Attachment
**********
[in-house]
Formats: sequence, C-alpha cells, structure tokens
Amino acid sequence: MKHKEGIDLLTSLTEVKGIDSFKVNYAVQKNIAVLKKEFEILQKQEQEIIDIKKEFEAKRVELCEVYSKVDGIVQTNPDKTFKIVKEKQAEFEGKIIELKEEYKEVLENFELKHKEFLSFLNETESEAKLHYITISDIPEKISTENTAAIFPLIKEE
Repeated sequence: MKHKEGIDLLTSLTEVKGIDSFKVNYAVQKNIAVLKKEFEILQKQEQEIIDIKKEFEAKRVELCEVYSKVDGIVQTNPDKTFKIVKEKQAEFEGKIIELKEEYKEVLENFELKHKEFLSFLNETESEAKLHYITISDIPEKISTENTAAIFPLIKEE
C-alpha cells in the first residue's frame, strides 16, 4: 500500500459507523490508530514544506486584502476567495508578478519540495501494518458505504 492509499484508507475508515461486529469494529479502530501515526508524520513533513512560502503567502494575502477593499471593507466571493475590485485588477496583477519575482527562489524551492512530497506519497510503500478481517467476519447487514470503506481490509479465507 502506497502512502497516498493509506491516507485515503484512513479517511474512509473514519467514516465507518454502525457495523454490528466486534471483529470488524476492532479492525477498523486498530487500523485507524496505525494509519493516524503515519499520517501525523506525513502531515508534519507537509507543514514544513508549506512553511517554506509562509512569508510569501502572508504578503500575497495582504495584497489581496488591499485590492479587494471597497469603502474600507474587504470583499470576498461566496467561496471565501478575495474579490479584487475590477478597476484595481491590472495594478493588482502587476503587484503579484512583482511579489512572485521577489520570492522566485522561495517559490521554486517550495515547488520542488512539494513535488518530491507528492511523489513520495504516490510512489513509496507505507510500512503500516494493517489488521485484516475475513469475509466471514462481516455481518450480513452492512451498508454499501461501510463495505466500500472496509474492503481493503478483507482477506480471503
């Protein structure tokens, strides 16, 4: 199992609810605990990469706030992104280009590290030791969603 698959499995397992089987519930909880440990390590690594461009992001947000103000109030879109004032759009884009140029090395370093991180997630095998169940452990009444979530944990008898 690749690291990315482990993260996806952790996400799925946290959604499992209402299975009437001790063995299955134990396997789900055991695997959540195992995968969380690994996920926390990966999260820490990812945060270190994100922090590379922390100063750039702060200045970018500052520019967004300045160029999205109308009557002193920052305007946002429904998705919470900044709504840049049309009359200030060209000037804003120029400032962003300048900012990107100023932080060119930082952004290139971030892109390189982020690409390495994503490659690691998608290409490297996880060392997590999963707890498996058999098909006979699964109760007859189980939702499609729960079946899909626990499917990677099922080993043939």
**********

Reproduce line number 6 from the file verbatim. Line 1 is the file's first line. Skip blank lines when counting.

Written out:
């Protein structure tokens, strides 16, 4: 199992609810605990990469706030992104280009590290030791969603 698959499995397992089987519930909880440990390590690594461009992001947000103000109030879109004032759009884009140029090395370093991180997630095998169940452990009444979530944990008898 690749690291990315482990993260996806952790996400799925946290959604499992209402299975009437001790063995299955134990396997789900055991695997959540195992995968969380690994996920926390990966999260820490990812945060270190994100922090590379922390100063750039702060200045970018500052520019967004300045160029999205109308009557002193920052305007946002429904998705919470900044709504840049049309009359200030060209000037804003120029400032962003300048900012990107100023932080060119930082952004290139971030892109390189982020690409390495994503490659690691998608290409490297996880060392997590999963707890498996058999098909006979699964109760007859189980939702499609729960079946899909626990499917990677099922080993043939």